Basic Roleplaying System

Percentile roll-under system. Moving on.

AGE System

Green Ronin’s AGE System ends up being fairly similar to the Hero System variation I came up with in college, with a very interesting wrinkle.

It’s still 3d6+modifiers versus a target number, but one of the dice is a different color. On a successful check that contains doubles (any two of the three dice have the same value — 96/216 chance with 3d6, if we ignore the success requirement), the character gets a number of stunt points equal to the value of the different-colored die. These stunt points can be used to increase or modify the effect: on an attack can give bonus damage, or an extra attack, or knock the target prone, or let you move yourself or your opponent, and so on.

I really like this. The times I’ve played AGE, it gave a fluid mechanism for extra effects, without needing an explicit ‘critical hit’ mechanic. There were standard stunts available, but we treated them as examples and guidelines to what certain stunt point values should be able to do. When running a game I’d look at a player’s request and decide if it was a reasonable effect for the points.

Powered by the Apocalypse

In games powered by the apocalypse (Apocalypse World, Dungeon World, etc.) there is a very simple mechanism. Roll 2d6 and add modifiers (usually not very many, maybe up to three points worth).

  • 10..12: you succeed
  • 7..9: partial success: “you do it, but…”
  • 2..6: failure

This is… okay. I like a little more symmetry in my results, and stumbled on (thanks to ‘related posts’) an Apocalypse World hack I wrote about eight years ago.

Still roll 2d6 and add (small) modifiers, but the results are as follows:

  • 12+: great success: “you do it, and…”
  • 10-11: success: “you do it”
  • 7-9: partial success: “you do it, but…”
  • 4-6: failure: “you don’t do it” or “you don’t do it, but…”
  • 2-3: total failure: “you don’t do it, and…” or “you don’t do it”

This adds a little more texture the results, allows for better than expected results, and the possibility, slim as it might be, of making the situation even worse. This probably doesn’t come up much because you almost need to have a penalty for it to matter (1/12 chance to roll 2..3 on 2d6 without modifiers, 1/36 with a +1 and 0/36 with +2).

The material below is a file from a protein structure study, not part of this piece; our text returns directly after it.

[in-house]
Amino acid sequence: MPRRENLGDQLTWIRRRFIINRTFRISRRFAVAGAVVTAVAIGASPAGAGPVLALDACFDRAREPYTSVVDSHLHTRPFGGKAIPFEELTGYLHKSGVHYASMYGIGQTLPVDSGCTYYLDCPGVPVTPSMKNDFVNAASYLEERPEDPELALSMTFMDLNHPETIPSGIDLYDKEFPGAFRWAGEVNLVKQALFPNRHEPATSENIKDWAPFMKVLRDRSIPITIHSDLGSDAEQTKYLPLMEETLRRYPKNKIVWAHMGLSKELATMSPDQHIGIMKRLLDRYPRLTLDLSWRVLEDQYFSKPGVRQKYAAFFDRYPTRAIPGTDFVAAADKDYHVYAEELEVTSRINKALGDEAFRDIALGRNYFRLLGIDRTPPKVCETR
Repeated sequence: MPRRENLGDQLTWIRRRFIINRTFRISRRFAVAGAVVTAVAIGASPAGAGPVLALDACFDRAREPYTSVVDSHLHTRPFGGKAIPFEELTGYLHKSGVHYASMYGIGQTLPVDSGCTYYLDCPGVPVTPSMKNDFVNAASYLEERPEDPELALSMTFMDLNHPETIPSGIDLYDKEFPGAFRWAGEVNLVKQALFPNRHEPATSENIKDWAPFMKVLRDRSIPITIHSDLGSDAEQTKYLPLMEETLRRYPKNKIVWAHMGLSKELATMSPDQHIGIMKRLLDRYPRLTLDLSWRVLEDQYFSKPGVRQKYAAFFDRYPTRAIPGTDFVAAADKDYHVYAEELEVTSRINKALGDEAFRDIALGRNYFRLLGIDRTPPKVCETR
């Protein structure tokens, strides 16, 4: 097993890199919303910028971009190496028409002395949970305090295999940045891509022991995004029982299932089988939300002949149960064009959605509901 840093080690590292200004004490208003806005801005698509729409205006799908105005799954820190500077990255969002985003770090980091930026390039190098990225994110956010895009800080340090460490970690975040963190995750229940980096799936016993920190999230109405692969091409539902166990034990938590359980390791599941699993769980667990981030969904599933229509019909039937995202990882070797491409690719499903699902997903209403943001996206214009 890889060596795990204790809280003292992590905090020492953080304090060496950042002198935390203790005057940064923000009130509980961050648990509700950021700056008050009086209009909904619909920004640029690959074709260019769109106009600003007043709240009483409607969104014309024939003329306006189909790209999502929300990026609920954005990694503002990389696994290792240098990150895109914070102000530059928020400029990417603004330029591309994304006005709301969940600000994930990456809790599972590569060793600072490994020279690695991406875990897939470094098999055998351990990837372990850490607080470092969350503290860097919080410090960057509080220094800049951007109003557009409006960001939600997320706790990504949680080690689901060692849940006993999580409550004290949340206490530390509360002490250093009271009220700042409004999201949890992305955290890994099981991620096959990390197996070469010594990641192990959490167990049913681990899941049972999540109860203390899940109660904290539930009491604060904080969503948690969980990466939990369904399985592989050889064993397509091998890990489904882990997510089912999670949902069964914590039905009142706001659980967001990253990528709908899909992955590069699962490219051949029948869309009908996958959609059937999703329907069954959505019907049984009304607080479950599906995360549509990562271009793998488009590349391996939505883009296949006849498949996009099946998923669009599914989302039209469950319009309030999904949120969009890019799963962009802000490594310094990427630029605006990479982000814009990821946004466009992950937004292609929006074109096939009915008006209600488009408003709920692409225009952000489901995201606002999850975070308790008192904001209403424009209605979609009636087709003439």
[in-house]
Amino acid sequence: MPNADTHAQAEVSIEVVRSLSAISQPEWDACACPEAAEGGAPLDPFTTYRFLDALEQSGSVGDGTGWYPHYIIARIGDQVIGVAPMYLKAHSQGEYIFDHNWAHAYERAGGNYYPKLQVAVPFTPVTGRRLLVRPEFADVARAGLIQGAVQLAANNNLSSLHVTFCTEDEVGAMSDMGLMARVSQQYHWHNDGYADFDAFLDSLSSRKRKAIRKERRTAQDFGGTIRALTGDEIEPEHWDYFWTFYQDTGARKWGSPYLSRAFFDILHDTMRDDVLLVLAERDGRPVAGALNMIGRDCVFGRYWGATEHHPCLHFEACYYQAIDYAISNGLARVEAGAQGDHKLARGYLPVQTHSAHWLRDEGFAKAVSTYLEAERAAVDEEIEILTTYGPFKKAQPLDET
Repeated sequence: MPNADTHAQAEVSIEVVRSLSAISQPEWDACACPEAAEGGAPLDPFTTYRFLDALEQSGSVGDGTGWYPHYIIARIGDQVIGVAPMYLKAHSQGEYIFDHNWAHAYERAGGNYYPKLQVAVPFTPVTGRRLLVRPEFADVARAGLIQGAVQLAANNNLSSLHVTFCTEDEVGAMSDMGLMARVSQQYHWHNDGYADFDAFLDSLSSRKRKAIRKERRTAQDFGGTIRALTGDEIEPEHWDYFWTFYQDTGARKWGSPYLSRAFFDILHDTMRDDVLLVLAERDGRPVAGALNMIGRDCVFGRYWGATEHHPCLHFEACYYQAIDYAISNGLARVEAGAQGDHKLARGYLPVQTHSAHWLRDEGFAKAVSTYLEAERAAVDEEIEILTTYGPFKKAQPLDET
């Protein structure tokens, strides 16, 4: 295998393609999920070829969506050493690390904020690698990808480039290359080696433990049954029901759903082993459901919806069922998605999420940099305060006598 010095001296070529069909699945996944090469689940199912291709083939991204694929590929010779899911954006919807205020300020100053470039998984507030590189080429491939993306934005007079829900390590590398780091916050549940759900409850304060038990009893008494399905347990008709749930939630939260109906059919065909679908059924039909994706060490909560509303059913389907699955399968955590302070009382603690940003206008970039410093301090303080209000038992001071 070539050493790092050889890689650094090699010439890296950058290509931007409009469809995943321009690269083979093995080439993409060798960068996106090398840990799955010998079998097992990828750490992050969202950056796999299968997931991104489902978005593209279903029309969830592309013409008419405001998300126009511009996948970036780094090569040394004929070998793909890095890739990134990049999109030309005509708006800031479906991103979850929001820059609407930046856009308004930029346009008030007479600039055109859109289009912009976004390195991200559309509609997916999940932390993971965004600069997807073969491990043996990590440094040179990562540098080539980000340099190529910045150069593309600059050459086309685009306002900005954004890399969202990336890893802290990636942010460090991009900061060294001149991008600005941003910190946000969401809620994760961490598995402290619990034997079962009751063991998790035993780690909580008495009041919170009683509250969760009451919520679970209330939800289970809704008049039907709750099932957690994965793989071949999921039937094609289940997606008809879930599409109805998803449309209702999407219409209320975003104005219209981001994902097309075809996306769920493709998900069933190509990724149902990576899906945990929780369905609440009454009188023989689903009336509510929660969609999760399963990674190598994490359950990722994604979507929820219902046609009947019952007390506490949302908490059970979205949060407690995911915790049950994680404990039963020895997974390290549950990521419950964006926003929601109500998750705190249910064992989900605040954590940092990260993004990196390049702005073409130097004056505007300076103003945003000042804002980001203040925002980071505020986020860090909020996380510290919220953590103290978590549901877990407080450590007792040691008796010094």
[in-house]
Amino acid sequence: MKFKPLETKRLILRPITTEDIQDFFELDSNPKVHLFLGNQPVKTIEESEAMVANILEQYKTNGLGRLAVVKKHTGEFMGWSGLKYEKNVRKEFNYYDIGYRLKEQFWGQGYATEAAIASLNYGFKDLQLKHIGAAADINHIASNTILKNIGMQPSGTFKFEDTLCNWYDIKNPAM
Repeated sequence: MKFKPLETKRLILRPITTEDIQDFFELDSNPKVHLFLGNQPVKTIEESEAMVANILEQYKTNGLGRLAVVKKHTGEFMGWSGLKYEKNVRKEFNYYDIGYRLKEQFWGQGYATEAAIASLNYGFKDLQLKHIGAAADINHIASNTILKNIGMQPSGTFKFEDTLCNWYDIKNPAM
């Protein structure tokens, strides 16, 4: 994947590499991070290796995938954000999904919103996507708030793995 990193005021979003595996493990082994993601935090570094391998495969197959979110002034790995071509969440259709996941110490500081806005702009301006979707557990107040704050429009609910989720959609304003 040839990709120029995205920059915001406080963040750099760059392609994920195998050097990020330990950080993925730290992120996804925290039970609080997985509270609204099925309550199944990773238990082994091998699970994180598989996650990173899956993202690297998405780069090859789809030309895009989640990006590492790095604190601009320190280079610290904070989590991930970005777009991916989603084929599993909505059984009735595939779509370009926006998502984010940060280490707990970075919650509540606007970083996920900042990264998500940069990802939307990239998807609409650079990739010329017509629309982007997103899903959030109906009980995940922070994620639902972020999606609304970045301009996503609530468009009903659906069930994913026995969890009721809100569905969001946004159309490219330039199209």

Keith’s Choice

At this point, I’m leaning toward something like the AGE System. I really like the stunt system, and the bell curve in the rolls greatly reduces the ‘swinginess’ of the results. Even a +1 modifier has significant effect when things are most in doubt (i.e. close to 50% chance of failure) and I like that it has less effect when there is little doubt (so good it won’t matter, or so bad it won’t matter).

This means I’ll have to keep a close eye on modifiers. In a 3d6 model like this, I’ll want modifiers to be roughly half the size they would in a d20 model.

Second Choice

I could go back to a d20-based model. It’s familiar, of course, and easily applied. I could also explore options I didn’t even describe above, such as dice pools and the like, but I’ll save that option for later.

I devised the Advantage Dice System for Echelon, which is a dice pool that integrates stunt points. You start with a single die based on your tier (band of levels), and can gain additional dice for your talents, the abilities you have chosen. This increases your chance of success in the first place, and each successful die after the first gives you an increasing number of stunt points (1 stunt point for the first extra success, 2 more for the second, 3 more for third and last).

This is a bigger deviation than I’m prepared to make at this time, so I’m not pursuing it. For now.


  1. Steve Gunnell

    The Apocalypse World mechanism can be balanced . Drop all the numbers by one and you have the balanced case which implies normal rolls are done at a difficulty of 1. Vincent explains somewhere that it grew out of a simplification of an opposing dice pools mechanism.

    • It’s not that I find PbtA imbalanced, so much as it feels lighter than I want, with regard to task resolution. I don’t mind — I like — the idea of degrees of success and failure, but that everything seems to boil down to the same roll makes it feel like it’s flipping a coin but with more outcomes possible.